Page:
safer to go the southern route through Phoenix, so that’s what we did. I booked us a hotel at the Hampton Inn in Peoria. Of course, since we couldn’t cancel 24-hours in advance, I still had to pay for the Flagstaff hotel.
I should back up a little. One major consideration of our move was going to be how we
got Allie to Tennessee. I had many sleepless nights worrying about that. Allie, who some of you may remember had her own episode of the TV show My Cat From Hell, wasn’t your ordinary not-happy-but-will-go-along-with-what-needs-to-happen cat. As I’d experienced in prior moves with Allie, sometimes it took two days to get her into a carrier. Teeth and claws. Murder.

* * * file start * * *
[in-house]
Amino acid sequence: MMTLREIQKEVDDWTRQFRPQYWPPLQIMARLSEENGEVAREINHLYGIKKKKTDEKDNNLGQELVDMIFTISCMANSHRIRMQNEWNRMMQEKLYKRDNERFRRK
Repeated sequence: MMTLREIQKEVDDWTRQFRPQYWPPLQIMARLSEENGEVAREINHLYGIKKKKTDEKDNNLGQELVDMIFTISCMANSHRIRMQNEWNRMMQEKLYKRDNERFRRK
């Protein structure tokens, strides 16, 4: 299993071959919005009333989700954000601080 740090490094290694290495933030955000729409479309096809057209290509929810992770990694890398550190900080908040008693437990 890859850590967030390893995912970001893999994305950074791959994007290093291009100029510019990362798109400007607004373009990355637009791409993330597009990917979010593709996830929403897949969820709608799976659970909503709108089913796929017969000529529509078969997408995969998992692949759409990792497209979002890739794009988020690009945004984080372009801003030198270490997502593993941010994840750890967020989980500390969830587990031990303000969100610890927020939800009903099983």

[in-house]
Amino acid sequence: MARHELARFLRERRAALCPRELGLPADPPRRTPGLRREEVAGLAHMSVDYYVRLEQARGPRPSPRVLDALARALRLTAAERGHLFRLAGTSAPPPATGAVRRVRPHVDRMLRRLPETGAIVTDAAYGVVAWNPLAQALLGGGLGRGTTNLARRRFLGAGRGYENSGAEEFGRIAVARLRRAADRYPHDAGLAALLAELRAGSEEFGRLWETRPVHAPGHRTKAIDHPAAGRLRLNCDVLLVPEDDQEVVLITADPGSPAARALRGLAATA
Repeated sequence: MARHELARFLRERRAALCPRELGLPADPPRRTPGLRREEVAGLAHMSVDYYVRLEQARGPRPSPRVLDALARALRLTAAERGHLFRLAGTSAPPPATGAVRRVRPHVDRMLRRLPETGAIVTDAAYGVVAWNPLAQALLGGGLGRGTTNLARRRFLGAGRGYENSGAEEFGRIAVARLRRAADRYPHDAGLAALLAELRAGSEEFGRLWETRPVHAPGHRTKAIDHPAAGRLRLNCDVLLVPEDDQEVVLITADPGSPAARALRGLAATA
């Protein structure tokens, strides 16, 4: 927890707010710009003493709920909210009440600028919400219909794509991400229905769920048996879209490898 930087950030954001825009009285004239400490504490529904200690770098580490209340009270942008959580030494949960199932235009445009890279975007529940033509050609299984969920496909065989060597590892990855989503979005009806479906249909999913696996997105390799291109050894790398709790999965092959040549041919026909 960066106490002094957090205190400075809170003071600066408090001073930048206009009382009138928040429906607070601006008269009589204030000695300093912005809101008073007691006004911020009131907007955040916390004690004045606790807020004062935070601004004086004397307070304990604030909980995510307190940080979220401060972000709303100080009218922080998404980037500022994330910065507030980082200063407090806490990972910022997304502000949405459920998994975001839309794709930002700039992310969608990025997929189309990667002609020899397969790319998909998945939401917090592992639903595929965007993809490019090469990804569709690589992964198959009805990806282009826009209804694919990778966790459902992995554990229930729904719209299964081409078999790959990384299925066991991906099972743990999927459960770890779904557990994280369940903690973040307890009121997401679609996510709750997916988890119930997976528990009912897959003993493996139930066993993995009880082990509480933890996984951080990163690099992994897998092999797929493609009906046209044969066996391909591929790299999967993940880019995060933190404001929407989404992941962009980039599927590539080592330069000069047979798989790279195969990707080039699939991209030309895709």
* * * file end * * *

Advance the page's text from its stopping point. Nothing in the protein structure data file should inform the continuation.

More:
Anyway, we were all dreading trying to get her into a carrier and into the car, especially me with my back problem. However, no one but me would ever be able to take care of that particular task. Allie had been shut in Sheila’s bedroom so we’d be able to find her when it was time. Sheila carried the carrier into the bedroom and found her hiding on a shelf in Sheila’s closet. Sheila was picturing that I would pick Allie up and stuff her in the carrier, but when I approached her, my cowardice showed its ugly face. Remember, teeth and claws. She was already freaked out and we had no other option but to lift the carrier up and trap her so she had no other option except to go into it. After much screeching and yowling, and a few choice F-words from me, the deed was done. Just so you know, the carrier was large, something like three feet long and two feet wide, maybe even bigger. So, there was room for a litter box and food dishes. She actually spent the trip lying in the litter box. Not optimal, but her choice. And I should mention that she dutifully used the litter box the entire trip without an accident.